## 5.1 Ratios and Normalisation

These data are compositional, and represent the changes in the relative proportions of all components of the matrix, measured and un-measured. As such it is likely the data will need transforming for certain types of multivariate analysis. As previously mentioned, these data are dimensionless, and as such do not represent a quantity, but are directly related to the absolute amount of a particular element in the matrix. It is often the case that ratios of elements are used to represent changes in composition — this is sometimes referred to as normalisation, or normalising one element against another.

For example, particular element ratios can be used to make some environmental inference. Log-ratios are usually preferable here as they are resilient to matrix effects. In this context, the Ca/Ti log-ratio is used to infer a relative measure of productivity (that it, it can identify the hemipelagic sediments in the sequence). Note the use of `abs()`

has the effect of ensuring that switching the denominator and numerator has no effect.

```
%>%
CD166_19_xrf mutate(`log(Fe/Ca)` = abs(log(Fe/Ca))) %>%
filter(qc == TRUE) %>%
ggplot(aes(x = depth, y = `log(Fe/Ca)`)) +
geom_line() +
scale_x_reverse()
```

Sometimes z-scores are useful to use when units don’t have meaningful units. They scale the data in standard deviations from their mean, so give a useful quantity for the magnitude of change. For example:

```
%>%
CD166_19_xrf mutate(`log(Fe/Ca)` = abs(log(Fe/Ca))) %>%
mutate(zscore = (`log(Fe/Ca)` - mean(`log(Fe/Ca)`, na.rm = TRUE))/sd(`log(Fe/Ca)`, na.rm = TRUE)) %>%
filter(qc == TRUE) %>%
ggplot(aes(x = depth, y = zscore)) +
geom_line() +
scale_x_reverse() +
ylab("log(Fe/Ca) [z-score]")
```

It is trivial to calculate element ratios, to the extent that these can often simply be calculated where they are required rather than saving them to memory. For example, if a plot of the Compton divided by the Rayleigh scatter was desired, there is no need to save the computed value to a new variable (e.g. `coh_inc <- df$Mo.coh/df$Mo.inc`

) — simply define the calculation during plotting. To calculate ratios for all elements at once, use `mutate(across(any_ofelementsList))`

, where `elementsList`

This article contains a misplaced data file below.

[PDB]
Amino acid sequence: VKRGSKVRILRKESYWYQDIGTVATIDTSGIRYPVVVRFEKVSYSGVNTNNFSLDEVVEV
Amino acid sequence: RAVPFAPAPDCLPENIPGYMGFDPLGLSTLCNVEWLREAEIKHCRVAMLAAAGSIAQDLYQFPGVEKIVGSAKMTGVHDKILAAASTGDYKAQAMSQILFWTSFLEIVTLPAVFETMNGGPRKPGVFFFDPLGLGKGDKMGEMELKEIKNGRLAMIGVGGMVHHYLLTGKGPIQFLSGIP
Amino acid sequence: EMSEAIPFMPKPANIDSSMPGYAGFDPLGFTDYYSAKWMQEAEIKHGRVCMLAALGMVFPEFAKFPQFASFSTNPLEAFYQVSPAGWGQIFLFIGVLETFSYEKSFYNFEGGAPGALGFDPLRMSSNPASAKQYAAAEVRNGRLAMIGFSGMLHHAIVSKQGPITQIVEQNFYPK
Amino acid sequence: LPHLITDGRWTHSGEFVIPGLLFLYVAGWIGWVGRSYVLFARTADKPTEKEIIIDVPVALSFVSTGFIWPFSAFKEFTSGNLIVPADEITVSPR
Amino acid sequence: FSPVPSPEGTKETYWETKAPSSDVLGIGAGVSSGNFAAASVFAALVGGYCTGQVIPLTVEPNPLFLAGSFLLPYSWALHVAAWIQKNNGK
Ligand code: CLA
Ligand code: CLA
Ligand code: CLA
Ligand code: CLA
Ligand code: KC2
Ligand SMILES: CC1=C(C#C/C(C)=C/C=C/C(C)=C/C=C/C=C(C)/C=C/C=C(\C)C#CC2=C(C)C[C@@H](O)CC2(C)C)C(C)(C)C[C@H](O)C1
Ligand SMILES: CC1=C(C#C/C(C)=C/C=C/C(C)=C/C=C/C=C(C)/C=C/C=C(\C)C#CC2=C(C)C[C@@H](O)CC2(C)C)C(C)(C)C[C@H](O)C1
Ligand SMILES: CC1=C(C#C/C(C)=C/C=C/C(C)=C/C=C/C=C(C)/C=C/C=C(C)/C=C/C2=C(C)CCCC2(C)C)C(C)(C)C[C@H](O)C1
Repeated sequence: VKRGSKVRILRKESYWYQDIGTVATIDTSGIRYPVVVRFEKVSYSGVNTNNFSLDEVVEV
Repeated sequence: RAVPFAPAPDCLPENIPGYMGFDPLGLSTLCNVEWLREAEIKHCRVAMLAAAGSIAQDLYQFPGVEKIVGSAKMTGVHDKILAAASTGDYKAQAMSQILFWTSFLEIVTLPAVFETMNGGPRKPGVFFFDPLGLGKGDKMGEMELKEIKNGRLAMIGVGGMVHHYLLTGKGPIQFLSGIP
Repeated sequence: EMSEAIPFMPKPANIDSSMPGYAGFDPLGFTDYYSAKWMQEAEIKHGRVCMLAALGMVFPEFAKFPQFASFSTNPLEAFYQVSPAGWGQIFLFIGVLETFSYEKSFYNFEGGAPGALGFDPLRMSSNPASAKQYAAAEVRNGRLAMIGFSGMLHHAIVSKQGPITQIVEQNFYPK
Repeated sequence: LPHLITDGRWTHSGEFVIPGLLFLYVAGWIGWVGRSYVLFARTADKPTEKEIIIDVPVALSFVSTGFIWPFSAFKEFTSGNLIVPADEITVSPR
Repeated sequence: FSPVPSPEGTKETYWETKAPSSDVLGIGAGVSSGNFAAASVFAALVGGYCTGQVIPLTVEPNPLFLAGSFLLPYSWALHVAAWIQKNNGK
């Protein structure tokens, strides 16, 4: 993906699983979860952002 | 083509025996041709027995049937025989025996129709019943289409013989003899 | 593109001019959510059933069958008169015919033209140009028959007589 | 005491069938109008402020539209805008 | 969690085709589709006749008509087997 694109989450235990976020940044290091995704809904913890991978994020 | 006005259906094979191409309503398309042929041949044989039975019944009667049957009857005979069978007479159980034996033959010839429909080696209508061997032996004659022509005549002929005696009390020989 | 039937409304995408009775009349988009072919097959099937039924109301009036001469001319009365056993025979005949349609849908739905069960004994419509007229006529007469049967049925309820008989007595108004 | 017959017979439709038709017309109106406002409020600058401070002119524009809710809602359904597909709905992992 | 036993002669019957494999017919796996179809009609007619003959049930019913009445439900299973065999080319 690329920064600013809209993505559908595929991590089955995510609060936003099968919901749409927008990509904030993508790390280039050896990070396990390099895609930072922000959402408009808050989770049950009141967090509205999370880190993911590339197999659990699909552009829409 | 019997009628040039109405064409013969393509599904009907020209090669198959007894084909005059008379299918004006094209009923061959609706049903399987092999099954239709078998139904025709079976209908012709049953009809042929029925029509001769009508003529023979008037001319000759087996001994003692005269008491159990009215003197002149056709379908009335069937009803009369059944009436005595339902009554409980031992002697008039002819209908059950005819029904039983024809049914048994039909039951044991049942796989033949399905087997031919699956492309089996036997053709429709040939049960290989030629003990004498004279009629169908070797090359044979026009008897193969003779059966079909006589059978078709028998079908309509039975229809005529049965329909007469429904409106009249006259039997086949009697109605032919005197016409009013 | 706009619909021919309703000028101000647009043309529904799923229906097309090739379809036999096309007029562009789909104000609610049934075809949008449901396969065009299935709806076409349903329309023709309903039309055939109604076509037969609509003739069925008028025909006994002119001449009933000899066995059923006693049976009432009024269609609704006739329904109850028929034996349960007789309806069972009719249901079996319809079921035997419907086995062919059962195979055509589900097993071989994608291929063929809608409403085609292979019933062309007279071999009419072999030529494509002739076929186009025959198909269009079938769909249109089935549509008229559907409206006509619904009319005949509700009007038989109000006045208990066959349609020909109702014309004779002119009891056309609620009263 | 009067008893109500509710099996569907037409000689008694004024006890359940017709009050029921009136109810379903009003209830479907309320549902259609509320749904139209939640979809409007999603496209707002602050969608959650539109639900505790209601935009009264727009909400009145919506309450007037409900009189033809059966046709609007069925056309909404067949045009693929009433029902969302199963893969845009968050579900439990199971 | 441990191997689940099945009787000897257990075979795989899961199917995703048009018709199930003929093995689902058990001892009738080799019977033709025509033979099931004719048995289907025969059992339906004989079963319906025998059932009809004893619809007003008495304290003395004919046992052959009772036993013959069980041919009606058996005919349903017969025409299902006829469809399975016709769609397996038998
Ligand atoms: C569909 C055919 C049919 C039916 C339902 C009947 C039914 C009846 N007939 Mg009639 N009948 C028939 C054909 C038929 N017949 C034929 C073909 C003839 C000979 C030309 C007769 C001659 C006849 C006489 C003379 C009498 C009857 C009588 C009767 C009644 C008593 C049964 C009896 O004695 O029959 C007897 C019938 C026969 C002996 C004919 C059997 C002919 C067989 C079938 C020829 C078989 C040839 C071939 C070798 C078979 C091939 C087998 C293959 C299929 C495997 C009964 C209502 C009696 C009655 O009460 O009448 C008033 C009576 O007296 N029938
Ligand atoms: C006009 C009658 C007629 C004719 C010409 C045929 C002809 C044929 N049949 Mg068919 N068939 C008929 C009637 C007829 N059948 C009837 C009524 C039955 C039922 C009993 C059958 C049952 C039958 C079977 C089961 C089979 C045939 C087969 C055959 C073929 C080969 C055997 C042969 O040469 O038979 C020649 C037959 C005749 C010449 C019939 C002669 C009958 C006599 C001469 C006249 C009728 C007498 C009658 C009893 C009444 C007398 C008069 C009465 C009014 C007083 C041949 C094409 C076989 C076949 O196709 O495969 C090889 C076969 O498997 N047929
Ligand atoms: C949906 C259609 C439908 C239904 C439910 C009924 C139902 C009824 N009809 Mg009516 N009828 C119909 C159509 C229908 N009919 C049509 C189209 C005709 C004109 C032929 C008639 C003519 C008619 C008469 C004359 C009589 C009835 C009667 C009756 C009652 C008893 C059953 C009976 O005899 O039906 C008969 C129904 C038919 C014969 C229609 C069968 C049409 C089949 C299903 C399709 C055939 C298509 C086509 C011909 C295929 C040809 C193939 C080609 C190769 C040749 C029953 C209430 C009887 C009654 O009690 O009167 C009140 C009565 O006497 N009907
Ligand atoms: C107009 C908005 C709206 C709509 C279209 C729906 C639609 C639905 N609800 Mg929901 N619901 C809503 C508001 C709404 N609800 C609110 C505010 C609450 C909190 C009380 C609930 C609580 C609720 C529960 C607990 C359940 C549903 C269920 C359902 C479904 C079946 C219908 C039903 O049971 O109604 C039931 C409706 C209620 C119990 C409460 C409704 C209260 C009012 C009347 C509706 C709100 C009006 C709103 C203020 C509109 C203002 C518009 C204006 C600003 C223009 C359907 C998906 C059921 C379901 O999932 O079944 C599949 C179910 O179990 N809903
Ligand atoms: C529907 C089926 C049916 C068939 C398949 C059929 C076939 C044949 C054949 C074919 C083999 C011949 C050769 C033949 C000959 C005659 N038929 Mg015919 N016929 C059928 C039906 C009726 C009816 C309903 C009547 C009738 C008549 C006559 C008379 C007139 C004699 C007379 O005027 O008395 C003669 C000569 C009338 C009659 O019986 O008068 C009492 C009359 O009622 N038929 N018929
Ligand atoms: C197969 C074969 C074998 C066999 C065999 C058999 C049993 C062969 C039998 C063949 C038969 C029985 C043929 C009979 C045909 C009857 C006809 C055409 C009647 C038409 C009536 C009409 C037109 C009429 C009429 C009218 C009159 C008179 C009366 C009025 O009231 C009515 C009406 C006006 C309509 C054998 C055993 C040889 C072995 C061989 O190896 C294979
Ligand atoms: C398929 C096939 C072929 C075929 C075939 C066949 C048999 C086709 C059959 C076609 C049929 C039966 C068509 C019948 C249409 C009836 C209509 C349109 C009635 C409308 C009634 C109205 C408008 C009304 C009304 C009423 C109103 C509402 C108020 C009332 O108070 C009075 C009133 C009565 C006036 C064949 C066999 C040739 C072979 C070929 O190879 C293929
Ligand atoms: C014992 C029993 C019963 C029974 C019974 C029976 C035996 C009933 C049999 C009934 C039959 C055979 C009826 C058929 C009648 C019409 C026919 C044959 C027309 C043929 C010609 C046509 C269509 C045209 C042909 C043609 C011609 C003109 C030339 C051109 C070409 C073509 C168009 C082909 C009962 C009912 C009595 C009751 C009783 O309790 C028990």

is a list of chemical elements extracted from `data(PeriodicTable)`

.

```
CD166_19_xrf %>%
mutate(across(any_of(elementsList)) /`Mo inc`)
```

This can be integrated into the work flow from the data tidying chapter, for example:

```
%>%
CD166_19_xrf # transform
mutate(across(any_of(elementsList)) /`Mo inc`) %>%
# identify acceptable observations
filter(validity == TRUE) %>%
# identify acceptable variables
select(any_of(myElements), depth, label) %>%
# pivot
::pivot_longer(!c("depth", "label"), names_to = "elements", values_to = "peakarea") %>%
tidyrmutate(elements = factor(elements, levels = c(elementsList, "coh/inc"))) %>%
# plot
ggplot(aes(x = peakarea, y = depth)) +
::geom_lineh(aes(color = label)) +
tidypaleoscale_y_reverse() +
scale_x_continuous(n.breaks = 2) +
facet_geochem_gridh(vars(elements)) +
labs(x = "peak area / Mo. inc.", y = "Depth [mm]") +
::theme_paleo() +
tidypaleotheme(legend.position = "none")
```

Note that where zero values are encountered in divisions, dividing by zero will lead to `Inf`

values. This can cause issues with plotting data, and these values should be cleaned into `NA`

before plotting. For example:

```
ggarrange(
%>%
CD166_19_xrf mutate(`Fe/Sc` = Fe/Sc) %>%
ggplot(aes(x = depth, y = `Fe/Sc`)) +
geom_line() +
scale_x_reverse() +
ggtitle("w/ Inf."),
%>%
CD166_19_xrf mutate(`Fe/Sc` = Fe/Sc) %>%
mutate_if(is.numeric, list(~na_if(., Inf))) %>% # convert all Inf to NA
ggplot(aes(x = depth, y = `Fe/Sc`)) +
geom_line() +
scale_x_reverse() +
ggtitle("na_if(., Inf)")
)
```